RADIUM AGE: 1908
June 11, 2022
A series of notes — Josh calls it a “timeline,” but Kulturfahrplan might be the more apt term — towards a comprehensive account of the science fiction genre’s Radium Age (1900–1935). More information on Josh’s ongoing efforts here and here.
RADIUM AGE TIMELINE: [1900 | 1901 | 1902 | 1903] | 1904 | 1905 | 1906 | 1907 | 1908 | 1909 | 1910 | 1911 | 1912 | 1913 | 1914 | 1915 | 1916 | 1917 | 1918 | 1919 | 1920 | 1921 | 1922 | 1923 | 1924 | 1925 | 1926 | 1927 | 1928 | 1929 | 1930 | 1931 | 1932 | 1933 | [1934 | 1935]. (The brackets, here, indicate “interregnum” years — i.e., periods of overlap between sf’s Radium Age and its Scientific Romance and so-called Golden Age eras.)
According to my eccentric periodization scheme, the years 1908–1909 are the apex of the cultural decade known as the Oughts (1904–1913).
The Cavalier begins publication as an offshoot from Munsey’s The Scrap-Book, running for six years before being absorbed by All-Story. Launched as an all-fiction offshoot of the general-interest magazine, The Scrap Book (1906-1911), it was originally published on fine book paper with “classy” covers. The magazine switched to pulp paper in 1909, and, in 1911, Munsey added in-text illustrations and traded in its sophisticated covers for more exciting, colorful images of adventure. In January 1912, The Cavalier absorbed The Scrap Book, and became the first weekly pulp. Between 1908 and 1914, The Cavalier published over 40 scientific or fantastic stories. Contributors included George Allan England and Garrett P. Serviss.
Also in 1908, Hugo Gernsback founds his first magazine, Modern Electrics. Long before Gernsback founded Amazing Stories, claims Grant Wythoff’s The Perversity of Things: Hugo Gernsback on Media, Tinkering, and Scientifiction (2016), “the project of science fiction as Gernsback understood it [had its origins in] a series of interlinking devices, debates, and visions shared by a community of tinkerers that formed around Gernsback’s electrical supply shop and technology magazines.”
“For Gernsback and his staff, rapid developments in the electrical arts made the speculative sciences of antigravitation and “thought waves” seem within reach. From a belief in the presence of the luminiferous ether, to an argument that gravity is an electrical phenomenon, to the suggestion that humans may be able to tap into the so-called sixth senses of animals, or that the earth’s core is made of radium and drives recurring cycles of life’s evolution, Gernsback’s purportedly “scientific” titles reveled in the extraordinary,” Wythoff writes.
ALSO SEE: Best adventures of 1908.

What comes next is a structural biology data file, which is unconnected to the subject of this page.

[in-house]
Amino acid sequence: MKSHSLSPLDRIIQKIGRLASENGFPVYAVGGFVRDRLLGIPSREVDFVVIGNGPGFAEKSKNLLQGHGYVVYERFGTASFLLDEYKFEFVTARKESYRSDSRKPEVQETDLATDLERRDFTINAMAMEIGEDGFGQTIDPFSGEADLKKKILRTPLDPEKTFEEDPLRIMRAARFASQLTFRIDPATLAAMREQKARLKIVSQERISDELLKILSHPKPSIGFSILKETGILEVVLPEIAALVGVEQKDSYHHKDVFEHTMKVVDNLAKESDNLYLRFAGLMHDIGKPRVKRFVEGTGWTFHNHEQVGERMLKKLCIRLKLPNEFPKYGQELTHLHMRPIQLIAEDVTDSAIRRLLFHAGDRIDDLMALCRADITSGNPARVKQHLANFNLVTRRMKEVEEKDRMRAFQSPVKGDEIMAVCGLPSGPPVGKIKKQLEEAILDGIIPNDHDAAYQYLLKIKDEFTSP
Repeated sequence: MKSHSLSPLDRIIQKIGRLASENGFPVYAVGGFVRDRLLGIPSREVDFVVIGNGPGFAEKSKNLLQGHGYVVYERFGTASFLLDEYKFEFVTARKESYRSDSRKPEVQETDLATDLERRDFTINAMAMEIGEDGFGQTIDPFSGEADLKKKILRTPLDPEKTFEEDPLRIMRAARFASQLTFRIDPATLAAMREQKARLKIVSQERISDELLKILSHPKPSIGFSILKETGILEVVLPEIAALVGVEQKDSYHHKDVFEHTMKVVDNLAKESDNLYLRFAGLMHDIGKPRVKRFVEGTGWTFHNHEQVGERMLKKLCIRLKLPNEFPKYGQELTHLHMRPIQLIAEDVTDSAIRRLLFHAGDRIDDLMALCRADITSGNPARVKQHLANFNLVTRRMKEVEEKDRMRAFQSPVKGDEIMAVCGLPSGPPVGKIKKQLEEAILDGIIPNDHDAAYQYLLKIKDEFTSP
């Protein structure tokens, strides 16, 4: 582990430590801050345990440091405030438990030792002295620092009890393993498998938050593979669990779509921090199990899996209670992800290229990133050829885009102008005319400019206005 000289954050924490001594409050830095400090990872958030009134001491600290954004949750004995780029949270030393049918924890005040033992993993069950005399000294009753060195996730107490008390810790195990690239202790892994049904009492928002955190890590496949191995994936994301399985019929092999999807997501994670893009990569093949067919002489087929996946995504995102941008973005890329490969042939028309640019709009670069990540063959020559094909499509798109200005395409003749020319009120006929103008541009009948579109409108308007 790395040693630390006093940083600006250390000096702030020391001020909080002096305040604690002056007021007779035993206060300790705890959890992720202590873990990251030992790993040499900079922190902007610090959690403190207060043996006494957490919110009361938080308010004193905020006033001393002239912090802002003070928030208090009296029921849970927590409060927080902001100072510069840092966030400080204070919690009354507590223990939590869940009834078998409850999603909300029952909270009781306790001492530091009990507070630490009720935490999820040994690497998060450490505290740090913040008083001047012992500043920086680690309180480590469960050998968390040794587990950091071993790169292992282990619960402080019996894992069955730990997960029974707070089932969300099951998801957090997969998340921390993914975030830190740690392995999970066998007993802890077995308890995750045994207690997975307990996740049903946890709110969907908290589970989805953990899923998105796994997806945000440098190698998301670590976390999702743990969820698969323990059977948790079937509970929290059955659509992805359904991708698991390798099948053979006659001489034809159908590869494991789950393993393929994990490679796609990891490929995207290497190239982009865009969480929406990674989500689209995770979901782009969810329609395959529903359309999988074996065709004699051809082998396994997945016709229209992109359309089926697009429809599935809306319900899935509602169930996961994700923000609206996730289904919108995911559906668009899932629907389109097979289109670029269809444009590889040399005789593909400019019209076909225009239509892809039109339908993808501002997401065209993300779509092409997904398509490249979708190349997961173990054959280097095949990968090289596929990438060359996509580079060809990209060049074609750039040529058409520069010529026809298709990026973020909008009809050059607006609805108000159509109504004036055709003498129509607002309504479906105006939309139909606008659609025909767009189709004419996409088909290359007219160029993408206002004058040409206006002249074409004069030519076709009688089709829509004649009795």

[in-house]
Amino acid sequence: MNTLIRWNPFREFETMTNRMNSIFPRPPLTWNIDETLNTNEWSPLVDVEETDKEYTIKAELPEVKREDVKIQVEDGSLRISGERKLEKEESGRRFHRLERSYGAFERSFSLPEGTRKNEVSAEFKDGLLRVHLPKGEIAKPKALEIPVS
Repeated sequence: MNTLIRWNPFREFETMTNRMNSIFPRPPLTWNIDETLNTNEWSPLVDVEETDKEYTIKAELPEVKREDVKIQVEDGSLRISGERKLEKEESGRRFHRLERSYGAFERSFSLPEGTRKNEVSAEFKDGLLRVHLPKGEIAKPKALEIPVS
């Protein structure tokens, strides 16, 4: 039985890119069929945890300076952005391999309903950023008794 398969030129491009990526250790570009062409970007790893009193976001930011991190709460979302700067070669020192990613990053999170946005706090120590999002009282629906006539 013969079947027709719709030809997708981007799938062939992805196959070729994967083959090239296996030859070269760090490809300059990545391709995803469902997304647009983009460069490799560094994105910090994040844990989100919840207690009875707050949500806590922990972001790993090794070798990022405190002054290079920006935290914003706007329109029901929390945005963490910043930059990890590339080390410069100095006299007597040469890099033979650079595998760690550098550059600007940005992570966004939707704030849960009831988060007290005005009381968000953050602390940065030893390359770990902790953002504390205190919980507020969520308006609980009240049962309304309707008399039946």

- Alexander Bogdanov’s Red Star. Leonid, a scientist-revolutionary active in the Russian Revolution of 1905, is befriended by Menni — who (spoiler alert) turns out to be a Martian in disguise. Leonid, it seems, has been selected by the Martians to visit them — which he does via the “etheroneph,” a nuclear photonic rocket. Mars, Leonid discovers, is a post-revolutionary society — an idyllic communist-ish social order boasting a planned economy and advanced cybernetic control; Martians work only as much as they want to. The “red star” also boasts nuclear fusion and propulsion, atomic weaponry, computers, blood transfusions, and (almost) unisexuality. However, the Martians have run out of resources and are considering an invasion of either Earth or Venus. Sent home after he kills one of the Martians who threaten to colonize Earth, Leonid rejoins the revolutionary struggle. Fun fact: Bogdanov (1873–1928) was one of the early organizers and prophets of the Bolshevik party; Stalin was a fan of his writing. He followed this novel with a prequel in 1913, Engineer Menni.
- Xin jiyuan’s [Bigehuan zhuren] The New Era — a late Qing proto-sf novel involving a zero-sum contest between Chinese and western culture and epistemologies, and the entanglement of different time systems. Set in 1999, it focuses on a world war between China and The West. Magic weapons such as “soul-stealing sand” (zhuihun sha) [radium?], which might seem like the remnants of Chinese novels about spirits and devils, are in fact speculative and fantastic novelties from contemporary newspaper and magazine reports introducing the latest western inventions. It’s been noted that the author’s imagination of tomorrow’s world is affected by racist discourse, and his vision unconsciously replicates the logic of colonialism.
- Gustave Le Rouge’s Le Prisonnier de la Planète Mars. Amateur astronomer Robert Darvel arranges to have himself transported to Mars in a capsule propelled (how else?) by a psychic energy produced by thousands of Indian yogis gathered together as one cosmic soul. Among other observations he makes about Mars’s flora (carnivorous grass) and fauna (giant crabs, jelly-like octopi with pseudo-human faces), Darvel discovers that the planet is inhabited by dull-witted humanoids who are herded and harvested by three species of vampire creatures. The vampires are controlled by squid-like, invisible beings haunting an abandoned city. Even worse, a Great Brain, which inhabits a crystal mountain surrounded by magnetic storms, is controlling the squid-vampire creatures! Mars, it seems, is like an evil version of L. Frank Baum’s books Oz. Darvel finally returns back to Earth, with some of the invisible vampires in tow… thus setting up this book’s 1909 sequel, La Guerre des Vampires (see 1909).